What *is* messaging?

In the first four episodes of brand voice notes, we took a quick canter round the basics of tone of voice. Now we're looking at the basics of messaging — another important piece of the brand language strategy puzzle.

What is messaging? What purpose does it serve? Why is it important? Watch along to find out.


Hi there, welcome to episode five of brand voice notes. Thanks for joining me. My name is Felicity Wild, I'm a brand voice and messaging specialist, and today I'm going to be talking about messaging. What is it? What does it do? Why is it important?

The first four episodes of brand voice notes, we covered the basics of tone of voice. And now in the next four, we're going to be covering the basics of messaging, which is another piece in the brand language strategy puzzle. 

When I say brand language strategy, this is what I mean. At its basics, brand language strategy is messaging (what you say) and tone of voice (how you say it). You could expand this, obviously — you can always expand things — to include maybe narrative, the stories that you tell, that type of thing. But at its basics, this is how I think of it. 

I've included copywriting here in this diagram, because I think there's often some confusion about messaging, tone of voice copywriting. Are they not all the same thing? 

Well, messaging and tone of voice of the strategy pieces, and copywriting is the actual doing  — it's applying specialist writing techniques to engage, to convert, to achieve the aims of that particular copywriting brief. 

So they're all distinct, they're all different, they're all important, and they're all linked — you need them all to write good copy. 

But obviously, there's a bit more to messaging than just “what you have to say”. I think of it as the information that moves your audience from “state A” to “state B” on their journey with you. 

Good, consistent messaging is more likely to move your audience from state A to your desired state B. Obviously, nothing is certain, but good messaging makes it more likely. 

And bad, inconsistent, difficult to understand messaging, is less likely to move your audience from state A to a desired state B. 

What do I mean by state A and state B? I think we need to put that in a little bit more context. 

So if we're looking at brand-level messaging, which is things like awareness, reputation recognition. State A might be unaware, this is the first time this person's come across your brand. They've stumbled upon your website, an ad has popped up in their social feed, and they're investigating because they have questions.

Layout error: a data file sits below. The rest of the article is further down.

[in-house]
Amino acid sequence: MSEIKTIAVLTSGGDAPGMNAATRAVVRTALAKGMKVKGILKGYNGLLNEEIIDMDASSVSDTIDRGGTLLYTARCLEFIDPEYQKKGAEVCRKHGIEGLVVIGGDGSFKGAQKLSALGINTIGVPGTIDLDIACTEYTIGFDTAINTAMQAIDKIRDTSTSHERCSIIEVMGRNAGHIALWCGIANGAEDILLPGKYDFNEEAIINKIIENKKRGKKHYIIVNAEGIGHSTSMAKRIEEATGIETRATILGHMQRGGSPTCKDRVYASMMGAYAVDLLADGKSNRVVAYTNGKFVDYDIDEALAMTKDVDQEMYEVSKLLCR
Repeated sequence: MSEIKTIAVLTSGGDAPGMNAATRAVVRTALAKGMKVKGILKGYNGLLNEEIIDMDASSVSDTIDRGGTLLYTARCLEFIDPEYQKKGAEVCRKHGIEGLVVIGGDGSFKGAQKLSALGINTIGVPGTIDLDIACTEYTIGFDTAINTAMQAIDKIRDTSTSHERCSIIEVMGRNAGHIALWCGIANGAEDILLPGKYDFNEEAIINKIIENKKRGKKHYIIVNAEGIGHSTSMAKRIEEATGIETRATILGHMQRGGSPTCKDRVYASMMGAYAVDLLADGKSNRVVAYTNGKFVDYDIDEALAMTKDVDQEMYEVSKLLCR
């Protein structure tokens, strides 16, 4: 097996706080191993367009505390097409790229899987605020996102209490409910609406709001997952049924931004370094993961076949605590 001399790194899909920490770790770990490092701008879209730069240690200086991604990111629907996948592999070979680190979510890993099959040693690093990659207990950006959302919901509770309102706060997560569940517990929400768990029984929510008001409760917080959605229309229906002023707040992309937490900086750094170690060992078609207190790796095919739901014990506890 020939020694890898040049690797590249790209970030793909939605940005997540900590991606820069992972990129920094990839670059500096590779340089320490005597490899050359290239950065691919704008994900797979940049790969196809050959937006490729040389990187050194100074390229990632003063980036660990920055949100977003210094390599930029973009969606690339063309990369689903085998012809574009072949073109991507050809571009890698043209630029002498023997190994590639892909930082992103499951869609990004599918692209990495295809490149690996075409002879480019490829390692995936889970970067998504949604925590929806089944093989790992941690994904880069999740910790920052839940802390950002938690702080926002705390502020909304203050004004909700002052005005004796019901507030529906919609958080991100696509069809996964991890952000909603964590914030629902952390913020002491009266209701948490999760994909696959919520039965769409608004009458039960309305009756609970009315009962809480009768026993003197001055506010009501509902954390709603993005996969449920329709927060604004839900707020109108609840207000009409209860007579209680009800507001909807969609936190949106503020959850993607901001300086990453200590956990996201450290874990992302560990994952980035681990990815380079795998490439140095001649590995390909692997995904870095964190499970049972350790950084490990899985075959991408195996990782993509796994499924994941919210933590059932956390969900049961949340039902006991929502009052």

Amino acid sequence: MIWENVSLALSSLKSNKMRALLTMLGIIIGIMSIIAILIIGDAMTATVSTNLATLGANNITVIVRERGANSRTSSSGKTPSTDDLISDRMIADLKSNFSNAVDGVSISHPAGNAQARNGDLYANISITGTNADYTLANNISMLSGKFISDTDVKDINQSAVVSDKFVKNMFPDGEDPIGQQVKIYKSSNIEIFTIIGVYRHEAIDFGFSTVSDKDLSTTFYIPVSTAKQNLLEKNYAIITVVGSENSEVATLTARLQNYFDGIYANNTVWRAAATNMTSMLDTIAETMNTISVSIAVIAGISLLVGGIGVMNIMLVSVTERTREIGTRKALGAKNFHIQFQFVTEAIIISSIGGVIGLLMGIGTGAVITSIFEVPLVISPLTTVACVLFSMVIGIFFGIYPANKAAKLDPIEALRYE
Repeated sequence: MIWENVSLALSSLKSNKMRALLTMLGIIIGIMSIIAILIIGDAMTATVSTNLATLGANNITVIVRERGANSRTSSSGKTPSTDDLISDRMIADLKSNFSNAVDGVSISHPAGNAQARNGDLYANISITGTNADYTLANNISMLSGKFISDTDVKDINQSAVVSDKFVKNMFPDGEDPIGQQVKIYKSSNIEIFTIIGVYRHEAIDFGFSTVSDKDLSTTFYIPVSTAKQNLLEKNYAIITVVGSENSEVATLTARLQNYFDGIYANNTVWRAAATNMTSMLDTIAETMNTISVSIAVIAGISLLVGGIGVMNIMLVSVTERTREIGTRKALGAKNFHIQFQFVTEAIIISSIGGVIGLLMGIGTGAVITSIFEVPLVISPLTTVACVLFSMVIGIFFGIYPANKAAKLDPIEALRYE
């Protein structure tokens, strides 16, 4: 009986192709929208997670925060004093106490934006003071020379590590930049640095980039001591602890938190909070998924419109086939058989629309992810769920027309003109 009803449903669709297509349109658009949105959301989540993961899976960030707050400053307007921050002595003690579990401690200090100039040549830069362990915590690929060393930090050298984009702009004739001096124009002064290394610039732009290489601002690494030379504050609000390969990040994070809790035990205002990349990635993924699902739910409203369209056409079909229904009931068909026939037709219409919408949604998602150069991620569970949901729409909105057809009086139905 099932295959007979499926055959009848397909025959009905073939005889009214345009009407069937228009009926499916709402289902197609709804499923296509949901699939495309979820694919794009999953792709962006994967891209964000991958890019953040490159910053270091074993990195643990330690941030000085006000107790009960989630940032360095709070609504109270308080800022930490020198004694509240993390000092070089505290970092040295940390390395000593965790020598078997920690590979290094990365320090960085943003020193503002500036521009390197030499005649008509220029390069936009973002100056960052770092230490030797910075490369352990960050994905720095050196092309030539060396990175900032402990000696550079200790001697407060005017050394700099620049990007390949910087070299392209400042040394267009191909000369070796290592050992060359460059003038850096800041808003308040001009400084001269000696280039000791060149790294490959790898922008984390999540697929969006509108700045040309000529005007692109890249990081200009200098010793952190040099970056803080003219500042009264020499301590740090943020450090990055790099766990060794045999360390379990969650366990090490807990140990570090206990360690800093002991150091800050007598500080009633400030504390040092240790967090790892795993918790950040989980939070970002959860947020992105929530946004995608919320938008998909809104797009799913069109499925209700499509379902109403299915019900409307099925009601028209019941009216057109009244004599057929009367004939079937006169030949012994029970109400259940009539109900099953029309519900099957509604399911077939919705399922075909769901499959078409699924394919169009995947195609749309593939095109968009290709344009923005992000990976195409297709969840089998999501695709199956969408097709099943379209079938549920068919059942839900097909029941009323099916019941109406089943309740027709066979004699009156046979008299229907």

Who are these people? What do they do? It is irrelevant to me? Do I need to remember about this? Do I need to care? 

And after they've had a little look around, they'll go to state B, which is awareness, and they'll reach a conclusion about your brand. Obviously, desirable conclusions for the people you're targeting are yes, these are the people for me, I need to remember this brand, I need to bookmark it and tell my friends about it.

And an equally desirable outcome for state B for the people that you're not targeting (for the people you're not looking to recruit as your fans) is: “okay, no, these people aren't really for me, I can forget about them”. That's also good. Because remember, we're not trying to please everyone, we're trying to please and connect, and be remembered by the right people. 

Undesirable states — particularly for the people you're targeting  — would be: “I don't really understand who these people are or what they do”,  “I don't trust them” or “I don't see how they're different to this brand that I already trust, so I'm just going to forget about them”. 

You can see how that's not really what you're wanting to achieve. 

And then if we think about product and service-level messaging. State A might be curious. Somebody is aware of your brand, peripherally, and you've launched a new product, and they're curious. They want to know what it is, if it can help them, how it compares to other products and services already on the market. 

Your messaging will move them to state B. Obviously, desirable state Bs are hot or cold. So “yep, gotta buy this right now. Love it, need it, want it, have to have it.” Or “oh, yeah, I'm really interested in this, I can see how it's really relevant. It's going to solve my problems, but I'm not quite ready for it now or in the right place. I'll leave this in a few months. I'll remember about it.”

Or equally desirable is: “nope, not for me, not interested, forgetting about it.” Because we've filtered out the people that were not targeting.

Undesirable state Bs, again, would be things like confusion: “I don't know really what this is?”, “I don't understand what it does?”, “I think it's irrelevant to me.”, “I can't be bothered trying to work out more.So I'm just going to forget about it.”or “I don't really trust that this is going to work. I don't think this is any better. I don't see how it's any different to this other product that I'm already using that's working for me. So I'm just going to discount this.” 

Things like that, again, are not desirable. 

I’ve talked about good effective messaging. And really what I mean by that is messaging that's organised, consistent, distinct, empathetic to your audience and focused on your aims. 

And next episode, we're going to be looking at messaging frameworks, which can help you achieve the organised, consistent, focused on your aims pieces of this messaging puzzle. That'll be in two weeks time. 

Thank you very much for listening. Again, if you have any questions about what I've covered, if you want to chat about it, here are my contact details. If you have any requests for things that you'd like to you'd like me to cover in coming episodes as well that would be cool and you can follow me on social media and yeah I'll see you next time. Bye!